Cleanrooms are typically rooms where production or manufacturing processes take place that require an exceptionally clean area to ensure contamination levels do not adversely affect the process and/or the product. Cleanrooms are classified according to how clean the room has to be, which is determined by the product or process. These classifications essentially refer to particulate count levels that are airborne relative to particle size. Basically, the lower the number, the cleaner the room.1
Many processes taking place in cleanrooms use hazardous gasses and/or liquids that can cause catastrophic results if things go wrong. Simple spills or leaks can result in emergency evacuations and expensive clean up procedures. Even a small fire in a cleanroom can be disastrous to the bottom line when considering clean up costs, rebuild costs, down time/lost revenue, recertification delays, and possibly lost time injuries of key employees.
Although outside the scope of this paper, it is worth mentioning that there are roughly 6,000 laboratory worker injuries per year in the U.S., and 50,000 deaths related to unintentional exposures to hazardous chemicals.2 While there is no data available on cleanroom injury rates, there are stark similarities in many cases as to the chemical exposures present in each. Exposure to some chemicals used in cleanrooms may lead to leukemia, lymphoma, brain cancer, other serious diseases,3 and birth defects.4
This paper covers the basic classifications of cleanrooms, touches on some construction features and addresses associated hazards.
Two standards are used for cleanroom classification. The oldest is Federal Standard 209E which is used domestically. This standard uses classifications of: 1 (cleanest), 10, 100, 1000, 10000, and 100000 (dirtiest). While this standard was officially canceled in 2001, it is still widely used.5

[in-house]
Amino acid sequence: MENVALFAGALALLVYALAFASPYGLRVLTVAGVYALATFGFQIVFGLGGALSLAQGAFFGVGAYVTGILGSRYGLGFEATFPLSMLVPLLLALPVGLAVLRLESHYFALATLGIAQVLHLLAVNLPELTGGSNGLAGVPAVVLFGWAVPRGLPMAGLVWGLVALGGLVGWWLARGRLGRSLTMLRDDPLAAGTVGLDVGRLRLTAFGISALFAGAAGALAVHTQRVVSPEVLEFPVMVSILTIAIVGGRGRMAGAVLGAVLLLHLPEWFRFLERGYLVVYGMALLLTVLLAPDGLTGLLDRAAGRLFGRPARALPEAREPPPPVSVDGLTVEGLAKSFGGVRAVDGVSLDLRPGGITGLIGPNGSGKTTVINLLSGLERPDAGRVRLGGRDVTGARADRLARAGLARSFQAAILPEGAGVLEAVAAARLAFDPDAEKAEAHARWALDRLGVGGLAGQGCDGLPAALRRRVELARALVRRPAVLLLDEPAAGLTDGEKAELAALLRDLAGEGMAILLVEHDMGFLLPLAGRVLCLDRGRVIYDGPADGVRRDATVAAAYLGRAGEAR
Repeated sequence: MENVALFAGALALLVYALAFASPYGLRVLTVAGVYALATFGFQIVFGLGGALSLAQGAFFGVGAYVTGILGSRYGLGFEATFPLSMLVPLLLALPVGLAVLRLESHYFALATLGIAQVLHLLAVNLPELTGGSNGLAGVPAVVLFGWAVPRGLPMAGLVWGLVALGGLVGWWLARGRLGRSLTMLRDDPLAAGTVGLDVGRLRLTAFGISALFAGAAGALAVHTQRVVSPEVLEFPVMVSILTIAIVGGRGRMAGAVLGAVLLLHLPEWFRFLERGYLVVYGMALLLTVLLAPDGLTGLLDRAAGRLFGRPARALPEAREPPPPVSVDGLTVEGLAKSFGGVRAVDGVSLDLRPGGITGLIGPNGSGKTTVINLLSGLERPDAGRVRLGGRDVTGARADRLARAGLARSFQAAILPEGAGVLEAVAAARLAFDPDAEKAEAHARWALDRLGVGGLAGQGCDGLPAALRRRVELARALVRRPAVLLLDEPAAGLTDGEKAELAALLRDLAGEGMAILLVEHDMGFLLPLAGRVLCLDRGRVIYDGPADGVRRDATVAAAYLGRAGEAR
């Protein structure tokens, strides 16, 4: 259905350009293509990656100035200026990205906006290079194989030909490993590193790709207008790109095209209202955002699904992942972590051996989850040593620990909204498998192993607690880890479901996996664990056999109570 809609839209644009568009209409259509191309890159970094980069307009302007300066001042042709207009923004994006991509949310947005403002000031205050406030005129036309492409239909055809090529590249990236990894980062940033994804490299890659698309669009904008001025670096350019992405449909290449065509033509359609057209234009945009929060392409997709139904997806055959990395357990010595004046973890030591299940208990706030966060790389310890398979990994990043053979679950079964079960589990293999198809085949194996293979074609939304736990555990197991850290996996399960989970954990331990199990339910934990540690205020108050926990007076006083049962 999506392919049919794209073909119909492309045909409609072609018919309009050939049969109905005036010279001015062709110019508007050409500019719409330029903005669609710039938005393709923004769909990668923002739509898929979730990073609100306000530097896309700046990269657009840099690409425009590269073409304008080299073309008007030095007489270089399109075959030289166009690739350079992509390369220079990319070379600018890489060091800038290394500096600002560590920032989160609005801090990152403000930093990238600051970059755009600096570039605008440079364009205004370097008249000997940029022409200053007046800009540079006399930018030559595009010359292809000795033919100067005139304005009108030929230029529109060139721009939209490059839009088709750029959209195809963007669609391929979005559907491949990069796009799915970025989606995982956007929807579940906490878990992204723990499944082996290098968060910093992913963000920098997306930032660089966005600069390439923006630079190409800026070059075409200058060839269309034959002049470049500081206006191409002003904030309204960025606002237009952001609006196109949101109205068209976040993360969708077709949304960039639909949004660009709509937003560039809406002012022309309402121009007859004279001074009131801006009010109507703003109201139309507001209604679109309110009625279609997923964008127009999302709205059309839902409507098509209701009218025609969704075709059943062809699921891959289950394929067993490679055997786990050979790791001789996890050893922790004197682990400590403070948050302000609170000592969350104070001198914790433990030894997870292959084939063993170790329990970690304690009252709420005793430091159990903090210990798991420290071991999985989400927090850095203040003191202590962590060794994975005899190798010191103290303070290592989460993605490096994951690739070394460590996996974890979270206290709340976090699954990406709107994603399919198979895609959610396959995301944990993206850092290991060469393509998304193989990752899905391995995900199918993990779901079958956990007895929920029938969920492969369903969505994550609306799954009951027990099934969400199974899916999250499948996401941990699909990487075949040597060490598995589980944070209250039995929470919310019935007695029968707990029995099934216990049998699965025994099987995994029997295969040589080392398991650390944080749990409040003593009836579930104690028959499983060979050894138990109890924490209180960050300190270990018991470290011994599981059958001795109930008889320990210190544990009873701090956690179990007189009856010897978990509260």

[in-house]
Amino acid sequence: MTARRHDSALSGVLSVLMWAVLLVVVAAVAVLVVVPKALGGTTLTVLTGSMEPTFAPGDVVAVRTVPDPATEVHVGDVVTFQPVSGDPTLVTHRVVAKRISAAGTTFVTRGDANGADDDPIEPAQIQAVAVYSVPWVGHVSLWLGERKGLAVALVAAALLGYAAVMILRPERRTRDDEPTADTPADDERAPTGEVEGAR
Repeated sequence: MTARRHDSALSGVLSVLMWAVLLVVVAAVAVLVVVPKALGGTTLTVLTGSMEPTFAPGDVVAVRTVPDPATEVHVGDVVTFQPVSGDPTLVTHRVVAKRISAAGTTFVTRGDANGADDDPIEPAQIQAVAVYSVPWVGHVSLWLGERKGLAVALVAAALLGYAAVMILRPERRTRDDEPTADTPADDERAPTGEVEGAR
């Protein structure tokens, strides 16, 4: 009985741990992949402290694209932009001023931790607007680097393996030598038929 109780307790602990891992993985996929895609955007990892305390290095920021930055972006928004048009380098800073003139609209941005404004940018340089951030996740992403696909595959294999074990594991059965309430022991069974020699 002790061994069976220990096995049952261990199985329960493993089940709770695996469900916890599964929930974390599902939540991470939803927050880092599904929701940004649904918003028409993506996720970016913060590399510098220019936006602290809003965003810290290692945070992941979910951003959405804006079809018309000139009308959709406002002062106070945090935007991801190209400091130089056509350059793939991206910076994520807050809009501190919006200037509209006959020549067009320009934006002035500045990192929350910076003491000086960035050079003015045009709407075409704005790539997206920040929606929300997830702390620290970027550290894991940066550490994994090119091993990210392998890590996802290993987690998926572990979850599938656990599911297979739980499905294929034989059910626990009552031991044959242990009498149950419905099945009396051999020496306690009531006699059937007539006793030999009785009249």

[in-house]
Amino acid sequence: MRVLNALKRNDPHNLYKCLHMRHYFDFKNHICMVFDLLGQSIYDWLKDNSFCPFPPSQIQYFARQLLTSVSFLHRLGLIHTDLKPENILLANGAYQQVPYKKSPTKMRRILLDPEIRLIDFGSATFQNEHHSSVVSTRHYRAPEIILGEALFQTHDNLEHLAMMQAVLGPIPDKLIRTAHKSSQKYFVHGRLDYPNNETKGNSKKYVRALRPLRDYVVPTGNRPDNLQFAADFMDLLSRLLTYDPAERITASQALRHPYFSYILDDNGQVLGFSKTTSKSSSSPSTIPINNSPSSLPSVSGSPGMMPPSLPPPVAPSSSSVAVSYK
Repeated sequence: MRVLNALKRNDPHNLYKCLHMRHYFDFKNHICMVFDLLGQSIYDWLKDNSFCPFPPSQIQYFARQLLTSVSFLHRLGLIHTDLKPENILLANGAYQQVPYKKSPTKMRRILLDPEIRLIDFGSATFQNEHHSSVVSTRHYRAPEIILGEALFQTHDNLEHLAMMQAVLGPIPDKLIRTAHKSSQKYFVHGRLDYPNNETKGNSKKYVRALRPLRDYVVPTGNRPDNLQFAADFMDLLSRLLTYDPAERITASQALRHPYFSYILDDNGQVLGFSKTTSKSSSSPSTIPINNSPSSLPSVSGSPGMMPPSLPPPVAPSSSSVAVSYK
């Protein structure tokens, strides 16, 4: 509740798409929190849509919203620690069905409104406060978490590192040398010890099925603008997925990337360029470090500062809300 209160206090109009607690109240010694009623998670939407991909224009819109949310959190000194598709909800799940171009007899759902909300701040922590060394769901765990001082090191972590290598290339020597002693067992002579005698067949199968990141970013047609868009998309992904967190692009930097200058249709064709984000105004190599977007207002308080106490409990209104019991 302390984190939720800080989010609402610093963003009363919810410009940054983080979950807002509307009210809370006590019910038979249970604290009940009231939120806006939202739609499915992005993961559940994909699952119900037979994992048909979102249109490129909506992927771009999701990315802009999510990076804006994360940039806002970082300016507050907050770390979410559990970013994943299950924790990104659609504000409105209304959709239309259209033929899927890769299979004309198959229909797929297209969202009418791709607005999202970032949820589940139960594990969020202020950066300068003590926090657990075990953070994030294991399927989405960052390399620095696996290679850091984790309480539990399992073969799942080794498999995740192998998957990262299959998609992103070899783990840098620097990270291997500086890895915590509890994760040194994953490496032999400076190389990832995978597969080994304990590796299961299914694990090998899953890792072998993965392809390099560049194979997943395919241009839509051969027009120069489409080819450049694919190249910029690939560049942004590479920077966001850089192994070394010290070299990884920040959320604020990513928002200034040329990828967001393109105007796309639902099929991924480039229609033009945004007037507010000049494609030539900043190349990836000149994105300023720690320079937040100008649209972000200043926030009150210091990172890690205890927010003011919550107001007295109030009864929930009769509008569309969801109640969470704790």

The newest standard is TC 209 from International Standards Organization (ISO). The table below shows the equivalents of the old and new ratings systems. The graph shows particle size vs. particles per cubic foot for the different classes:
To get the air in a room to be particulate free, different methods can be utilized and each has their own unique advantages and disadvantages. The most common is Laminar Flow in which clean air is forced down from the ceiling, and it recirculates back through the air handling system where it is filtered again and again. Use of HEPA (High Efficiency Particulate Air) or ULPA (Ultra-low Penetration Air) filters are common.7 Forcing air at the rates needed (sometimes as much as 600 air exchanges per hour) poses property protection issues as well since heat is being dissipated from sprinkler heads.
Aside from a cleanroom being clean, many have a large quantity of infrastructure running to, from, and through them. This can be in the form of piping systems for process gases, liquids and waste materials, to increased electrical needs to feed production equipment. This usually raises the replacement cost per square foot well above any other build-out part of the facility. This coupled with the room likely being the heart beat of the operation make protection of the room paramount.